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Short story about the world building a huge library in the ocean and filling it with information. They then reduced all the info in library to the size of the point of a pencil, and they filled the library again.

Children went to school for the same amount of time but they only learned how to access information.

I think it was written in the 1920s.

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This sounds like Hal Draper's "MS Fnd In a Lbry", from 1961. I have it in a collection called 17 X Infinity, edited by Groff Conklin. Conveniently, Wikipedia has an entry for this story, saving me the effort of summarizing:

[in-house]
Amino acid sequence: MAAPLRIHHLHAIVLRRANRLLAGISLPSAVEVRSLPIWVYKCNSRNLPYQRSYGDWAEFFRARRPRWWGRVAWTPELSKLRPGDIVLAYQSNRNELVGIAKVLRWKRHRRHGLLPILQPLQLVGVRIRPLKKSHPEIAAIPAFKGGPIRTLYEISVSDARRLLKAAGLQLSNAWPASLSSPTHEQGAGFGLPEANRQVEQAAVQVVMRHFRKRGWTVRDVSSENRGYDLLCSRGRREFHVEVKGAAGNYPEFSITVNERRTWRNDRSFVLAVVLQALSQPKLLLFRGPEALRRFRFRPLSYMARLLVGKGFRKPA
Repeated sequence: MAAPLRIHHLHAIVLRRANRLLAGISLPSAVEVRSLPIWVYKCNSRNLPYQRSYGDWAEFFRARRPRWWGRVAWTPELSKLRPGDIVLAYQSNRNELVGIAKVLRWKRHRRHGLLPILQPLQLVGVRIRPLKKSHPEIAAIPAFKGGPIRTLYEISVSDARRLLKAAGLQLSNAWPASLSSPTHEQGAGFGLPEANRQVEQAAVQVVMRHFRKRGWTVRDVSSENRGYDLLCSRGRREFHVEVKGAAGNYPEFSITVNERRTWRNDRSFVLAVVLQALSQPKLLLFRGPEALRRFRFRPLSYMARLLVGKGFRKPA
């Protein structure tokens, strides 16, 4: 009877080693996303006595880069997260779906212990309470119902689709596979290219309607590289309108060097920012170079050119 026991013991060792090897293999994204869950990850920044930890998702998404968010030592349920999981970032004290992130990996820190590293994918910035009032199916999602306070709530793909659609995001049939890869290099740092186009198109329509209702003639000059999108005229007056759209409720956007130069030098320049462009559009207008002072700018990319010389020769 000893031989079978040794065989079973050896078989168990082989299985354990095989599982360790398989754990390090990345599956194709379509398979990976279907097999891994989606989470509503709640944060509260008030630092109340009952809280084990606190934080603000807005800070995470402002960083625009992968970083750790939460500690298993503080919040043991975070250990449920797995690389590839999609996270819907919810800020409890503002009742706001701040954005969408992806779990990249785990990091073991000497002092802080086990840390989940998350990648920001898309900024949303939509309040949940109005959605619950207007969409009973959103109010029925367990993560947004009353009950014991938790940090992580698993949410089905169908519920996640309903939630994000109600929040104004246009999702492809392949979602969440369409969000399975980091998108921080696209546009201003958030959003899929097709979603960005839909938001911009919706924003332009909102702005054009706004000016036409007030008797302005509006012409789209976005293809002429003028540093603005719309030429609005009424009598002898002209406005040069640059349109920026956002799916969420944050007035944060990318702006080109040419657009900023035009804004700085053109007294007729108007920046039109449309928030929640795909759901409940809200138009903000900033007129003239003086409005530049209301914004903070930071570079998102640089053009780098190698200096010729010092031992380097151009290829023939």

The title of the short story comes from the fact that all redundancy - and vowels - had been removed from our language in order for the information volume to shrink. Finally the sum of all human knowledge (which was sort of finite) was stored away in a drawer-sized box by means of subatomic processes. However the access to that information required complicated indices, bibliographies etc., which soon outgrew the size of all knowledge.

The society described quickly discovers that while knowledge itself can be encoded in ever-more compact forms, the catalogs and indexing information required to use it fill up the same space as before, and so meta-catalogs are born, and then meta-meta-catalogs, and so on.

Here's a line from the story itself (p.53 in the aforementioned anthology) that fits your memories:

This building, 25 miles square and two miles high, was buried in one of the oceans to save land surface for parking space [. . .]

The full text is available online.

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